Comments

    0 of 8192 characters used
    Post Comment

    • Abby Campbell profile imageAUTHOR

      Dr Abby Campbell 

      5 years ago from Charlotte, North Carolina

      Thank you for stopping by, Shadow. I appreciate your comment. Maybe you can "let up" on yourself a bit and then you can lose (if that's your goal). ;)

    • Shadow Jackson profile image

      Billionaire Brains 

      5 years ago from Washington, DC

      I am a perfectionist, but I think that's why I'm not losing any weight! Thank you for this wonderful post!

    • Abby Campbell profile imageAUTHOR

      Dr Abby Campbell 

      5 years ago from Charlotte, North Carolina

      Thanku, sarifearnbd. I appreciate your comment. :-)

    working

    This website uses cookies

    As a user in the EEA, your approval is needed on a few things. To provide a better website experience, hubpages.com uses cookies (and other similar technologies) and may collect, process, and share personal data. Please choose which areas of our service you consent to our doing so.

    For more information on managing or withdrawing consents and how we handle data, visit our Privacy Policy at: https://hubpages.com/privacy-policy#gdpr

    Show Details
    Necessary
    HubPages Device IDThis is used to identify particular browsers or devices when the access the service, and is used for security reasons.
    LoginThis is necessary to sign in to the HubPages Service.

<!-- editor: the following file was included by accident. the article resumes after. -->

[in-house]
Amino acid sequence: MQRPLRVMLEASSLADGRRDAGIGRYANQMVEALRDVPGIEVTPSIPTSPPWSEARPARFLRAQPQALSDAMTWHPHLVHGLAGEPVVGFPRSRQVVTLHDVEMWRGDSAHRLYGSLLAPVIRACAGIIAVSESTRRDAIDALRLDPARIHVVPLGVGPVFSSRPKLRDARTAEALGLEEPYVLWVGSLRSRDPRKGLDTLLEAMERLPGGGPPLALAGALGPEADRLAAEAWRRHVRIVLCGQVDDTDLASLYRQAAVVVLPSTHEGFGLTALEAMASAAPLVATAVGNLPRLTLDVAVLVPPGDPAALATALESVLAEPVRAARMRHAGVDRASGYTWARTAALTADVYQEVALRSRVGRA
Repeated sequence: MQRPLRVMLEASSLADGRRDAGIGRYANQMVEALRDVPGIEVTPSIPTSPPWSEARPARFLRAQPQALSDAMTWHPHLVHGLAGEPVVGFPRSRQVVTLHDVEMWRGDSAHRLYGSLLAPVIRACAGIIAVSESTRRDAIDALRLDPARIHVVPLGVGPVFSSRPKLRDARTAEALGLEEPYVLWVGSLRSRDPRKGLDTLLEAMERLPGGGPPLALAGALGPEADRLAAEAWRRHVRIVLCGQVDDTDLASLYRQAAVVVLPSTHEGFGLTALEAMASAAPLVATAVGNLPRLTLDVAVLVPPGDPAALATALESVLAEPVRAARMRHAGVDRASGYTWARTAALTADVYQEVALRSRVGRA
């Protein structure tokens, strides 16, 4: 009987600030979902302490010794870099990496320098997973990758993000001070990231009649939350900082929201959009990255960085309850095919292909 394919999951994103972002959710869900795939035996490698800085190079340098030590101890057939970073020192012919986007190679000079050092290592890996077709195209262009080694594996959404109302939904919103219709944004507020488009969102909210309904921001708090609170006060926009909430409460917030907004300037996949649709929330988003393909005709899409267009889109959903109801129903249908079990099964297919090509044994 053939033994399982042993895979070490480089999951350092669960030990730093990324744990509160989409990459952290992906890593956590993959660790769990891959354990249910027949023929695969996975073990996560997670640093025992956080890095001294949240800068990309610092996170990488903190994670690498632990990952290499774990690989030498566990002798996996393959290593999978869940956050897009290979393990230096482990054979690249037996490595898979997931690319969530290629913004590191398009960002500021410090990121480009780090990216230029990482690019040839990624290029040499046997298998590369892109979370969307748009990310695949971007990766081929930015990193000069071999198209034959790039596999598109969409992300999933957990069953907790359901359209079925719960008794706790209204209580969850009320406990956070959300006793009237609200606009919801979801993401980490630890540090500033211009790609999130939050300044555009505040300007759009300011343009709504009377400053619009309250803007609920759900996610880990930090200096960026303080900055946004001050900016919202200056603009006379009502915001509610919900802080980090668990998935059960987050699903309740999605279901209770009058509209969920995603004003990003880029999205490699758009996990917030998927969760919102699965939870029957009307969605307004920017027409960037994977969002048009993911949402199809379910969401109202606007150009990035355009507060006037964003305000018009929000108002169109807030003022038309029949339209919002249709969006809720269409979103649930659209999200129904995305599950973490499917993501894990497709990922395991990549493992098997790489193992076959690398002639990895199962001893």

Google RecaptchaThis is used to prevent bots and spam. (Privacy Policy)
    AkismetThis is used to detect comment spam. (Privacy Policy)
    HubPages Google AnalyticsThis is used to provide data on traffic to our website, all personally identifyable data is anonymized. (Privacy Policy)
    HubPages Traffic PixelThis is used to collect data on traffic to articles and other pages on our site. Unless you are signed in to a HubPages account, all personally identifiable information is anonymized.
    Amazon Web ServicesThis is a cloud services platform that we used to host our service. (Privacy Policy)
    CloudflareThis is a cloud CDN service that we use to efficiently deliver files required for our service to operate such as javascript, cascading style sheets, images, and videos. (Privacy Policy)
    Google Hosted LibrariesJavascript software libraries such as jQuery are loaded at endpoints on the googleapis.com or gstatic.com domains, for performance and efficiency reasons. (Privacy Policy)
    Features
    Google Custom SearchThis is feature allows you to search the site. (Privacy Policy)